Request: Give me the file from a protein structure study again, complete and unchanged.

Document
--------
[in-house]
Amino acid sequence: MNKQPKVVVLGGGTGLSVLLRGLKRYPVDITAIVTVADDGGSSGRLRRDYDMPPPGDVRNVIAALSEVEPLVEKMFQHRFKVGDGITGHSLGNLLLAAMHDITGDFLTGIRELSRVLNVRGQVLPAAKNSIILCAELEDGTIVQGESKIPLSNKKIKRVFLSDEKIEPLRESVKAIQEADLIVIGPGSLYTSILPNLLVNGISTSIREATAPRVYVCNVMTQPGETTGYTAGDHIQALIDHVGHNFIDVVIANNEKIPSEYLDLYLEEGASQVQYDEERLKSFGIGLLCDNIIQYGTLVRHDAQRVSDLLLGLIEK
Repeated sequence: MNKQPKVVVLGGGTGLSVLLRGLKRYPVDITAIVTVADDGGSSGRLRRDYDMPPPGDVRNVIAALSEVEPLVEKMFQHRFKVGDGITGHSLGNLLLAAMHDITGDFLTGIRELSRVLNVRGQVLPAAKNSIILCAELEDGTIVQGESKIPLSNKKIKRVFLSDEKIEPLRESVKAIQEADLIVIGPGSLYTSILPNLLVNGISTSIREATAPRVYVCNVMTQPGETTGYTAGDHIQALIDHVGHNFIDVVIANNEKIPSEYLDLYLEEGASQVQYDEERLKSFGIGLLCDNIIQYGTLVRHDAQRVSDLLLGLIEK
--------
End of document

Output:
[in-house]
Amino acid sequence: MNKQPKVVVLGGGTGLSVLLRGLKRYPVDITAIVTVADDGGSSGRLRRDYDMPPPGDVRNVIAALSEVEPLVEKMFQHRFKVGDGITGHSLGNLLLAAMHDITGDFLTGIRELSRVLNVRGQVLPAAKNSIILCAELEDGTIVQGESKIPLSNKKIKRVFLSDEKIEPLRESVKAIQEADLIVIGPGSLYTSILPNLLVNGISTSIREATAPRVYVCNVMTQPGETTGYTAGDHIQALIDHVGHNFIDVVIANNEKIPSEYLDLYLEEGASQVQYDEERLKSFGIGLLCDNIIQYGTLVRHDAQRVSDLLLGLIEK
Repeated sequence: MNKQPKVVVLGGGTGLSVLLRGLKRYPVDITAIVTVADDGGSSGRLRRDYDMPPPGDVRNVIAALSEVEPLVEKMFQHRFKVGDGITGHSLGNLLLAAMHDITGDFLTGIRELSRVLNVRGQVLPAAKNSIILCAELEDGTIVQGESKIPLSNKKIKRVFLSDEKIEPLRESVKAIQEADLIVIGPGSLYTSILPNLLVNGISTSIREATAPRVYVCNVMTQPGETTGYTAGDHIQALIDHVGHNFIDVVIANNEKIPSEYLDLYLEEGASQVQYDEERLKSFGIGLLCDNIIQYGTLVRHDAQRVSDLLLGLIEK